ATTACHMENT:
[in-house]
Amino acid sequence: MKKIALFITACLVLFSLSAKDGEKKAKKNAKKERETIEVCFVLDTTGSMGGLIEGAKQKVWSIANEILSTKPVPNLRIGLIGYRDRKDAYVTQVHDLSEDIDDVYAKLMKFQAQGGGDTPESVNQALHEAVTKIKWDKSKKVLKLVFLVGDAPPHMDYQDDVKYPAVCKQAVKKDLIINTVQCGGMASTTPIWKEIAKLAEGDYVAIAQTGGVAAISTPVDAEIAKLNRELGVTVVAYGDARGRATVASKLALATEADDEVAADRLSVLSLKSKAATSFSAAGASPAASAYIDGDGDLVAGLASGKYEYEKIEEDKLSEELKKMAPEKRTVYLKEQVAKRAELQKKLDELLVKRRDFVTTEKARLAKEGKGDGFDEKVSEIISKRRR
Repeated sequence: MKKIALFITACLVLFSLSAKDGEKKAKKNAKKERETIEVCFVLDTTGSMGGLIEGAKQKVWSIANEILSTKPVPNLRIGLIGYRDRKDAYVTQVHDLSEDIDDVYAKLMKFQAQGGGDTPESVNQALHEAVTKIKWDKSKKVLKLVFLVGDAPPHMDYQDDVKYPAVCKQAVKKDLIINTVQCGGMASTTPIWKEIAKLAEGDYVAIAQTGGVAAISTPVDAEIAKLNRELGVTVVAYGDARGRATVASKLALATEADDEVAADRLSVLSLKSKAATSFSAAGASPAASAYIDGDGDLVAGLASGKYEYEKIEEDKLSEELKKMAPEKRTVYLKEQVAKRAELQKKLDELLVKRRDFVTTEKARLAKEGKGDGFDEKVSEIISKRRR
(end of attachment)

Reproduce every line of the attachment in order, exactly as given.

[in-house]
Amino acid sequence: MKKIALFITACLVLFSLSAKDGEKKAKKNAKKERETIEVCFVLDTTGSMGGLIEGAKQKVWSIANEILSTKPVPNLRIGLIGYRDRKDAYVTQVHDLSEDIDDVYAKLMKFQAQGGGDTPESVNQALHEAVTKIKWDKSKKVLKLVFLVGDAPPHMDYQDDVKYPAVCKQAVKKDLIINTVQCGGMASTTPIWKEIAKLAEGDYVAIAQTGGVAAISTPVDAEIAKLNRELGVTVVAYGDARGRATVASKLALATEADDEVAADRLSVLSLKSKAATSFSAAGASPAASAYIDGDGDLVAGLASGKYEYEKIEEDKLSEELKKMAPEKRTVYLKEQVAKRAELQKKLDELLVKRRDFVTTEKARLAKEGKGDGFDEKVSEIISKRRR
Repeated sequence: MKKIALFITACLVLFSLSAKDGEKKAKKNAKKERETIEVCFVLDTTGSMGGLIEGAKQKVWSIANEILSTKPVPNLRIGLIGYRDRKDAYVTQVHDLSEDIDDVYAKLMKFQAQGGGDTPESVNQALHEAVTKIKWDKSKKVLKLVFLVGDAPPHMDYQDDVKYPAVCKQAVKKDLIINTVQCGGMASTTPIWKEIAKLAEGDYVAIAQTGGVAAISTPVDAEIAKLNRELGVTVVAYGDARGRATVASKLALATEADDEVAADRLSVLSLKSKAATSFSAAGASPAASAYIDGDGDLVAGLASGKYEYEKIEEDKLSEELKKMAPEKRTVYLKEQVAKRAELQKKLDELLVKRRDFVTTEKARLAKEGKGDGFDEKVSEIISKRRR